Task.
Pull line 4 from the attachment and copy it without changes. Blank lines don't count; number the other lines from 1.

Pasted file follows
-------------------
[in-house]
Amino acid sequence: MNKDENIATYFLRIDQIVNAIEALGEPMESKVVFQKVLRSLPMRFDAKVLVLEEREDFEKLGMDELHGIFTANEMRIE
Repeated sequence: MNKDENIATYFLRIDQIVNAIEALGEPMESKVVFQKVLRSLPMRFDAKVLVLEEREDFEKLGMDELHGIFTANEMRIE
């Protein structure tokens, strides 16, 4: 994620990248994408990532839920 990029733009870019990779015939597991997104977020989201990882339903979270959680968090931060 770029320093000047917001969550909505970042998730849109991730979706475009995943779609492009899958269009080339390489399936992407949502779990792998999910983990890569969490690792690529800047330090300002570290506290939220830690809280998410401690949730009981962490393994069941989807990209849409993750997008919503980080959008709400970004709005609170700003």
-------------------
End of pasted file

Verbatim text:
């Protein structure tokens, strides 16, 4: 994620990248994408990532839920 990029733009870019990779015939597991997104977020989201990882339903979270959680968090931060 770029320093000047917001969550909505970042998730849109991730979706475009995943779609492009899958269009080339390489399936992407949502779990792998999910983990890569969490690792690529800047330090300002570290506290939220830690809280998410401690949730009981962490393994069941989807990209849409993750997008919503980080959008709400970004709005609170700003």